Back in February, Oni Press’ Aggretsuko comic very presciently delved into a plot in which the world was ravaged by the “C-Virus.” It turned those exposed to it into zombie-like creatures, making it impossible for Retsuko and her colleagues to venture into their office safely. While the comic was a sendup of the Resident Evil franchise, both the comic and the latest season of the animated series have taken on a different significance these days.
Aggretsuko’s third season shifts into a weightier, more intense plot that introduces a different kind of energy to the series that, up to this point, had often felt like it was only willing to be but so frank about its main character’s put upon-ness. As Retsuko experiences a brush with proper, in-universe fame that makes her a known entity, she goes through a number of positive and negative twists and turns. It really makes you appreciate how the series has been able to grow past being just a straightforward critique of corporate workplace culture, but there’s also something extra at play.
In building out Retsuko’s existence outside of her office job, Aggretsuko’s third season unintentionally highlights so many aspects of regular life that have sort of gone extinct recently in the our world as a consequence of the coronavirus pandemic. Retsuko becoming a member of an idol group that skyrockets to fame only happens because she’s able to be out and about — something many of us aren’t able to do right now. While out, she gets involved in a car accident that necessitates her bringing in some extra income. Even though her involvement with the idol group initially starts off with her working for them as an accountant, she’s gradually pushed to become an artist in her own right.
The red panda reasons that her best bet at being a successful artist is to learn how to play the guitar so she can accompany her own singing. Retsuko’s able to buff out her musical skills because Haida — of all people — makes an excellent teacher. While there really isn’t all that much that’s particularly special about their interactions, there’s a platonic intimacy to them that feel like something we aren’t going to be able to experience in our world for some time.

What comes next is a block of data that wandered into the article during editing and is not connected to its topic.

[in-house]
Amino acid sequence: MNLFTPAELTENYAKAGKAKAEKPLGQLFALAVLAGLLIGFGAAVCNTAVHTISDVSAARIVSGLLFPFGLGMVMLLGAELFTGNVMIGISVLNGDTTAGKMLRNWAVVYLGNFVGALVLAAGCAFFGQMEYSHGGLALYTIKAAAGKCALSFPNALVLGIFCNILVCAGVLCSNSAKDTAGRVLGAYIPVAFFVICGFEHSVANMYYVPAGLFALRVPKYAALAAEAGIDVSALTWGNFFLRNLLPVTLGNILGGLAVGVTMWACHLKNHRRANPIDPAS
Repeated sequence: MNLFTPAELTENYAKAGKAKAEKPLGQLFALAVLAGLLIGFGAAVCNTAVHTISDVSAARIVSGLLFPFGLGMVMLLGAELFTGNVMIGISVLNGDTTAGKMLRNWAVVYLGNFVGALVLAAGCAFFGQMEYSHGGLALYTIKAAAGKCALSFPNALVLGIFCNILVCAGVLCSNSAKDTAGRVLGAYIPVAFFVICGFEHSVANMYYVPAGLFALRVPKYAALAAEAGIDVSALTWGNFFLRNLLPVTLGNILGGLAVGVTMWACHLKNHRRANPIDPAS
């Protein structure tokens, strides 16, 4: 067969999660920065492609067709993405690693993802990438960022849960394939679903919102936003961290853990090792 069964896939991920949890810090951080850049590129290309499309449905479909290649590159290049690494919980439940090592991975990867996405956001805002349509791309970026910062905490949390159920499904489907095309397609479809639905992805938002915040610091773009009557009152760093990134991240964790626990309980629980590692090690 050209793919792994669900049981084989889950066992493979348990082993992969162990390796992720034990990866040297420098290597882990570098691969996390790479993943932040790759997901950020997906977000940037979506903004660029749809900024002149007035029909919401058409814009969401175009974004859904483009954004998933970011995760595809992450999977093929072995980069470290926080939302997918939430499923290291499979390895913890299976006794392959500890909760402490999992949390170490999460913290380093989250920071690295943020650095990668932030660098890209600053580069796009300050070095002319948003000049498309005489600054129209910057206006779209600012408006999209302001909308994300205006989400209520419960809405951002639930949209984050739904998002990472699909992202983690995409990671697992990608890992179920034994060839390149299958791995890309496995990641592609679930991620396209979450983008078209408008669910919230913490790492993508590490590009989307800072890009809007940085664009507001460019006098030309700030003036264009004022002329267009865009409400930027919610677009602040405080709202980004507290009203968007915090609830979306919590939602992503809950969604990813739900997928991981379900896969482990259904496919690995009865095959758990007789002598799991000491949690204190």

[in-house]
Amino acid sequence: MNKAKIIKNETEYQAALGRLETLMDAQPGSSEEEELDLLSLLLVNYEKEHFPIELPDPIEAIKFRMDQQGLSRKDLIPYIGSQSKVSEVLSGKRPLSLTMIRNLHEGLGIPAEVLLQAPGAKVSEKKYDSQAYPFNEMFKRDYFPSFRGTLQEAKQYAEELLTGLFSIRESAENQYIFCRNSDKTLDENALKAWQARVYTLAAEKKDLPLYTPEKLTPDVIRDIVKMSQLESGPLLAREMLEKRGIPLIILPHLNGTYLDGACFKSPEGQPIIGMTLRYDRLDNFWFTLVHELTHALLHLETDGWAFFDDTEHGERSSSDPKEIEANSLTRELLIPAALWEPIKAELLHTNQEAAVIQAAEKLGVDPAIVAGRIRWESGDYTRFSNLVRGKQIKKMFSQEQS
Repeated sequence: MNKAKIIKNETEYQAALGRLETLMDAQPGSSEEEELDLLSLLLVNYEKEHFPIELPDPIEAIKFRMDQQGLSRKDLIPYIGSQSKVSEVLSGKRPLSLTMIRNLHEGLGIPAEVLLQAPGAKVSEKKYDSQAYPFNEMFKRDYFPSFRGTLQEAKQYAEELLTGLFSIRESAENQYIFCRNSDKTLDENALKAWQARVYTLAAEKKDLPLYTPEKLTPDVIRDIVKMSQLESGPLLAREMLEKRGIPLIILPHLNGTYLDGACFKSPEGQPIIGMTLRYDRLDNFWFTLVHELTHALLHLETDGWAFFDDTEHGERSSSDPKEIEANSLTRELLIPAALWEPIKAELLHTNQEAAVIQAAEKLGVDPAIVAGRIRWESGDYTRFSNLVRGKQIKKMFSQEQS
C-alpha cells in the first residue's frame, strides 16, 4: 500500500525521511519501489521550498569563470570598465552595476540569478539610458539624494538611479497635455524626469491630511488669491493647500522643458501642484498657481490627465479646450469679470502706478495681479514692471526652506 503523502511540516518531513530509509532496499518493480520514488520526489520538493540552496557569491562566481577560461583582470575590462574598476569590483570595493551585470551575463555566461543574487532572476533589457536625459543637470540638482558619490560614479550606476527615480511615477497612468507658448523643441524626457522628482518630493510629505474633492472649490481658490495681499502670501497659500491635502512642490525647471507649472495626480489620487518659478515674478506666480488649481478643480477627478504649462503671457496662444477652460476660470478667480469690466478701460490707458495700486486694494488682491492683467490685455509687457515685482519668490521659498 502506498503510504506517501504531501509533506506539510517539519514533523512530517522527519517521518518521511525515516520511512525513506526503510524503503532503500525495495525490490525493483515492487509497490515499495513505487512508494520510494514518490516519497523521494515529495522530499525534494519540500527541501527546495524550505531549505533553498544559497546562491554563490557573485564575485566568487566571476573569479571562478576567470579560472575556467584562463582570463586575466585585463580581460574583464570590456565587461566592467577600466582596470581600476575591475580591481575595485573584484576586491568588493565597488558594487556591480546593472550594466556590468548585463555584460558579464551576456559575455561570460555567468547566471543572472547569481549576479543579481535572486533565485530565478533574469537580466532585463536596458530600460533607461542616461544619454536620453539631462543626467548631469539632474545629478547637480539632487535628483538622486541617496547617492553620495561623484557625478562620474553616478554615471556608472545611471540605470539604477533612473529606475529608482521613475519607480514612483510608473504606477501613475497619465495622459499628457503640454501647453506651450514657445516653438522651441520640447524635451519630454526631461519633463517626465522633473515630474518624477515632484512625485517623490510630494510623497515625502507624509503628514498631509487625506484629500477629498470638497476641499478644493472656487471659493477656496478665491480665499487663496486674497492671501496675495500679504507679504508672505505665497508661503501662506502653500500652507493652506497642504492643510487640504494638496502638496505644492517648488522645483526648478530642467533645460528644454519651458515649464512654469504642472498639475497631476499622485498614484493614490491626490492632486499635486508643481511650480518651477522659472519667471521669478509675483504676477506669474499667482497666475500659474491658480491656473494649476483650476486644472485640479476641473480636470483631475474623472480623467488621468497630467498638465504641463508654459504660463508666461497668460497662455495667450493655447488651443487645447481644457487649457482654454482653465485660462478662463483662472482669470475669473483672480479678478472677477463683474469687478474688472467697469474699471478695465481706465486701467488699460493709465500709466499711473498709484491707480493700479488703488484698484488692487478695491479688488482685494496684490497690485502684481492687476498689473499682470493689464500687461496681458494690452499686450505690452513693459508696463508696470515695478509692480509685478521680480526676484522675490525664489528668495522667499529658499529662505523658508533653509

What’s eerie about this chapter of Aggretsuko is that it’s chiefly concerned with depicting a world that’s more or less normal in ways that used to very much be the case in the real world — the mundane. The timing of events makes Aggretsuko feel like a nostalgia-driven show that longs for a simpler, less viral time when doom spiraling in one’s office is the sort of thing a person could reasonably do. Assuming that the series continues, it’s going to be very interesting to see whether Sanrio turns Aggretsuko into a weird bit of office-centric escapism or if the brand will pivot to acknowledge the sobering reality that we’re living through.
The series is in a position to make all sorts of commentary about the nature of labour, workers’ rights, and the importance of maintaining a healthy work/life balance, something that’s particularly necessary to remember right now. Hopefully the show’s creators recognise the opportunity they’ve got and capitalise on it in a big way.